$ git diff

diff --cc
index 0f378c4,c5fb307..0000000
--- a/
+++ b/
@@@ -5,4 -5,4 +5,8 @@@ A better comment, saved on 8/4/2022

  I'm your colleague. I updated!

++<<<<<<< HEAD
 +How's your year?
+ How's your month?
++>>>>>>> cc45ce7a2e9443400f201a900945df7858b0a51f

To resolve the conflict, we have two options. The first option is to change one of the files manually — now that we know what the change is, we can determine the more appropriate version, make the change in the associated file, save/commit the change, and re-pull.

mergetool: Configuration

The second option is to use Git’s merge tool, appropriately named mergetool. Like any tool, though, we want to make sure it is properly configured.

Our first change is going to be to configure what we see when we open the merge tool. Since we have two conflicting repositories, we expect to see both documents represented; but we actually have a third repository that would be nice to see: the original, unchanged text file, which we’ll call the “base” document. We can configure the tool to show the base document using the following command:

$ git config merge.conflictstyle diff3  

We can also determine which text editor mergetool uses when we make changes. Since Vim is a well-known editor, let’s set that as the default text editor:

$ git config merge.tool vimdiff    

And if we really wanted to, we could go one step further and remove the prompt that we see when we first call git mergetool:

$ git config mergetool.prompt false

That’s it! By issuing three simple commands, we’ve configured our merge tool. Let’s see how it works!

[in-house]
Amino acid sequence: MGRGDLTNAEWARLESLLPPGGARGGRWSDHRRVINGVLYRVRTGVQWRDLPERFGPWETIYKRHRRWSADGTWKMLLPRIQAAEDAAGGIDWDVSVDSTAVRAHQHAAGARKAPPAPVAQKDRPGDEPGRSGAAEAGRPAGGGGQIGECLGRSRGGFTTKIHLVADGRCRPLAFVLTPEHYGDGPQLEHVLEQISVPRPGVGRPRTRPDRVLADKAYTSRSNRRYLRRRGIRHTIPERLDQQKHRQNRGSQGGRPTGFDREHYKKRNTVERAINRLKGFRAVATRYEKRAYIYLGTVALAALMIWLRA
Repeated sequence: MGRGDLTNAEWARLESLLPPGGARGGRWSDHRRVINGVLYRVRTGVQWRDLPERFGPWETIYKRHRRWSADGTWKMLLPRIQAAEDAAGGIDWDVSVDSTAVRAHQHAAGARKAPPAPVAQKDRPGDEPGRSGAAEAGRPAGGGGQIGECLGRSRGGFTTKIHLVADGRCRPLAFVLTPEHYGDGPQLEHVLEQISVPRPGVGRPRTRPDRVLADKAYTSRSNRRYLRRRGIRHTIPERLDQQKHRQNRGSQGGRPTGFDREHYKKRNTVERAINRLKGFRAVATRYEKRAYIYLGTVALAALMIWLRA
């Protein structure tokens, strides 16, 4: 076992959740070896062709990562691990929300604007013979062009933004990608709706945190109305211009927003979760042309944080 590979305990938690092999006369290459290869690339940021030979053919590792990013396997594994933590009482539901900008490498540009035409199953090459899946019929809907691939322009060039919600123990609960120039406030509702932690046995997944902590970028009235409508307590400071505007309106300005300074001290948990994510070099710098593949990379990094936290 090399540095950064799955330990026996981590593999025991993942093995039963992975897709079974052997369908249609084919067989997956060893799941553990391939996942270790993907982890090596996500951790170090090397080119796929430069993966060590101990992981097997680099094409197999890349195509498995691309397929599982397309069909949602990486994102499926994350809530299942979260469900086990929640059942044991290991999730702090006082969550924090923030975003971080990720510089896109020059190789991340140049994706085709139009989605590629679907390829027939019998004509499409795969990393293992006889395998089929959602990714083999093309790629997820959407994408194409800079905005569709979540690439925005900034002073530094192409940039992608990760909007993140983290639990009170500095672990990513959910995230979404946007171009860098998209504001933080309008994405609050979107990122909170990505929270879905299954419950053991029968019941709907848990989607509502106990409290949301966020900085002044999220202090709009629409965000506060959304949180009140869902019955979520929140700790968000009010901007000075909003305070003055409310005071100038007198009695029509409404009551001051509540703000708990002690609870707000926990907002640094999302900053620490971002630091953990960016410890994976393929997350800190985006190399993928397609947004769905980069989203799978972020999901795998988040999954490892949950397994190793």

mergetool: Demonstration

With Git’s merge tool configured, we’ll go ahead and call the tool via git mergetool. When we run this command, we’re asked to hit Enter again to run the tool; doing so brings up the following screen

The screen is broken up into four windows. From left to right on the top row, we’re shown the local repository (what we changed), the base repository (before either changes were made), and the remote repository (changed by colleague).

On Windows, my cursor is automatically put in the fourth window — the merged version showing both of the conflicts, highlighted in blue. Now, I can move my cursor to the lines I wish to remove and simply delete the characters using the Delete key. I chose to remove the lines containing

How's your month?

Since we configured out merge tool to utilize Vim, I know I can save my changes using the :wqa command (for clarity, these three letters are multiple commands issued at the same time to (w) write the changes to file, (q) quit Vim, (a) all buffers).

With the conflict resolved and my changes saved, I’ll go through the same procedure we’ve seen earlier:

  • Perform a status check (git status)
  • Add/stage the changed README file (git add .)
  • Commit changes to my local repository (git commit -m "merged multiple branches")
  • Push the changes to the remote repository (git push origin main)


Whew! Welcome to the other side of conflict, where everything has been neatly resolved, ordered, and nicely tucked away! In this tutorial, we looked at complementary conflicts, where two dissimilar documents can happily co-exist after a merge. We also looked at conflicts that force us to make a judgement call about which changes are correct by comparing two dissimilar documents.

In this last venture, Git’s merge tool (mergetool) became very helpful, directly allowing us to compare the conflicting lines and removing the incorrect portions. After that, it was a simple matter of save, stage, commit, and push!

As I alluded to in our first Git tutorial, there is still much material to cover in learning Git. Remember! One of the most sure-fire ways to learn and build any new skillset is to frequently use it.

I really appreciate you dropping by! Please feel free to subscribe for updates, like, or comment on my material. Have a great week!